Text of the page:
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How to create a cybersecurity culture among field technicians

Xavier Biseul
April 7, 2021
6 min. read

Because maintenance technicians are always on-the-move, they’re particularly vulnerable to threats from hackers. When a cybersecurity policy is implemented, it must include awareness measures and training in addition to technical deterrents.
Data leaks at hotels, ransomware attacks on hospitals…recent news confirms that hardly a day goes by without a case of computer hacking being brought to our attention. And these are only the ones that get media attention. Most incidents remain secret so as not to tarnish the reputation of the company that was attacked.
Without falling victim to paranoia, the risk of exposure is real. Between distributed denial of service (DDoS) attacks and concerted or advanced persistent threat (APT) attacks that combine social engineering techniques with exploitation of information system vulnerabilities, the threats are increasingly complex and multifaceted.
The profile of attackers has also changed. There are no more “nice” hackers challenging themselves to be the first to break into the best-protected information system such as those of the National Security Agency (NSA).
These geeks have given way to groups of cybercriminals who are motivated by greed and will launch ransomware attacks to extort money or use phishing techniques to monetize stolen data on the “dark web”. These people have moved from committing crimes in real life to committing crimes online, only with fewer risks.

Humans are the weak link in every cybersecurity policy

Most attacks start with humans, the weak link in every cybersecurity policy. Hackers widely use so-called social engineering techniques to exploit human weaknesses and extract key information.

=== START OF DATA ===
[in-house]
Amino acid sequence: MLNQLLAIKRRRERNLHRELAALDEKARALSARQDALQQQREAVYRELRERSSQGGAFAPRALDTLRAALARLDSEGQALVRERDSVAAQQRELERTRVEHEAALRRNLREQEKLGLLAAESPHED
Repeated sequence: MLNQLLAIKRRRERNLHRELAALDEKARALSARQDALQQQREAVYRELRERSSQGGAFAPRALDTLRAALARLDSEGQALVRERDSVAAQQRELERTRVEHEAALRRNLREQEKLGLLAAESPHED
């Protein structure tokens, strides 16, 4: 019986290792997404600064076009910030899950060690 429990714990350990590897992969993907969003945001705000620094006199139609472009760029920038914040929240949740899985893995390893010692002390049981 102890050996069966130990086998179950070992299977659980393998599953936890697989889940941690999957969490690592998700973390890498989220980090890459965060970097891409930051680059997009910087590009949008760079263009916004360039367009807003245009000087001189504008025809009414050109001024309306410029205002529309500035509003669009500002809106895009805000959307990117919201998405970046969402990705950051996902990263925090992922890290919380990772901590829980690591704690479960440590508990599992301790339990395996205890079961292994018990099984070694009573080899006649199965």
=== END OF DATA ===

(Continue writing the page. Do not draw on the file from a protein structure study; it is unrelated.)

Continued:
Some employees make it easy for hackers by choosing a default password, using 123456 or writing their password on a post-it note stuck to their screen. That’s why it’s so important to remind people about secure computer practices at regular intervals. Governments and private cybersecurity companies also regularly publish information to help people understand what it takes to create a strong password.
Phishing is still the most common cyberattack technique. In this case, the person receives an email that invites them to click on a link or open an infected attachment. Once it is on the employee’s workstation, the malware is free to spread throughout the corporate network.

Personalize awareness based on profiles

Because traditional training courses have shown their limits, companies such as Conscio Technologies offer a playful approach based on videos, quizzes and ultra-realistic scenarios. The Conscio approach makes it possible to simulate a phishing campaign to assess the number of employees that are likely to fall into the trap.
It’s a matter of personalizing awareness-raising activities for the different populations within an organization by focusing on those who are most exposed — executives with business secrets and nomadic employees. When these employees are on-the-move, they don’t benefit from the same firewall and proxy protection mechanisms as colleagues in the office.

Maintenance technicians are a prime target

On-site maintenance technicians are a prime target for hackers so they must be reminded of a number of special instructions, even if they seem obvious. For example, technicians should never leave their smartphone or tablet unattended. And they should always connect to the corporate virtual private network (VPN) rather than a public Wi-Fi network.